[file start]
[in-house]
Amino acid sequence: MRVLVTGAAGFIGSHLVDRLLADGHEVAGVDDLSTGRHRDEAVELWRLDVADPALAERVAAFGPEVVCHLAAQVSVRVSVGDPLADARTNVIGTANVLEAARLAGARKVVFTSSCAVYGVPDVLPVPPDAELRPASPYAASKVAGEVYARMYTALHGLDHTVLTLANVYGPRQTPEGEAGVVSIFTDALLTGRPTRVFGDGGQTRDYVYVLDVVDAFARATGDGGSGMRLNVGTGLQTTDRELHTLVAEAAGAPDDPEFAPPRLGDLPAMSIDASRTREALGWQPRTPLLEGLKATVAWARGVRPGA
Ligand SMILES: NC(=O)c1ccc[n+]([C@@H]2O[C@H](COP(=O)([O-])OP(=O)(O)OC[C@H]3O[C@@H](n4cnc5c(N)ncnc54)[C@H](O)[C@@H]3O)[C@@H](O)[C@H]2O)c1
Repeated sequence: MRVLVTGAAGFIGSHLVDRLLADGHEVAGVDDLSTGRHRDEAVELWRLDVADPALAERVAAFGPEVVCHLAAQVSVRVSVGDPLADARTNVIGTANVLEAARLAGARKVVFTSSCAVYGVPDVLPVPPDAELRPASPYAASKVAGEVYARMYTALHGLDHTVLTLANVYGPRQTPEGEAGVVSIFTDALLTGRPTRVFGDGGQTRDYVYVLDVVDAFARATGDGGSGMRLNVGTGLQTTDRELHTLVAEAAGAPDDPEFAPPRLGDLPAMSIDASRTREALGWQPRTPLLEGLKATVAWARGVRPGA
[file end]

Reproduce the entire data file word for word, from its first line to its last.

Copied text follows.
[in-house]
Amino acid sequence: MRVLVTGAAGFIGSHLVDRLLADGHEVAGVDDLSTGRHRDEAVELWRLDVADPALAERVAAFGPEVVCHLAAQVSVRVSVGDPLADARTNVIGTANVLEAARLAGARKVVFTSSCAVYGVPDVLPVPPDAELRPASPYAASKVAGEVYARMYTALHGLDHTVLTLANVYGPRQTPEGEAGVVSIFTDALLTGRPTRVFGDGGQTRDYVYVLDVVDAFARATGDGGSGMRLNVGTGLQTTDRELHTLVAEAAGAPDDPEFAPPRLGDLPAMSIDASRTREALGWQPRTPLLEGLKATVAWARGVRPGA
Ligand SMILES: NC(=O)c1ccc[n+]([C@@H]2O[C@H](COP(=O)([O-])OP(=O)(O)OC[C@H]3O[C@@H](n4cnc5c(N)ncnc54)[C@H](O)[C@@H]3O)[C@@H](O)[C@H]2O)c1
Repeated sequence: MRVLVTGAAGFIGSHLVDRLLADGHEVAGVDDLSTGRHRDEAVELWRLDVADPALAERVAAFGPEVVCHLAAQVSVRVSVGDPLADARTNVIGTANVLEAARLAGARKVVFTSSCAVYGVPDVLPVPPDAELRPASPYAASKVAGEVYARMYTALHGLDHTVLTLANVYGPRQTPEGEAGVVSIFTDALLTGRPTRVFGDGGQTRDYVYVLDVVDAFARATGDGGSGMRLNVGTGLQTTDRELHTLVAEAAGAPDDPEFAPPRLGDLPAMSIDASRTREALGWQPRTPLLEGLKATVAWARGVRPGA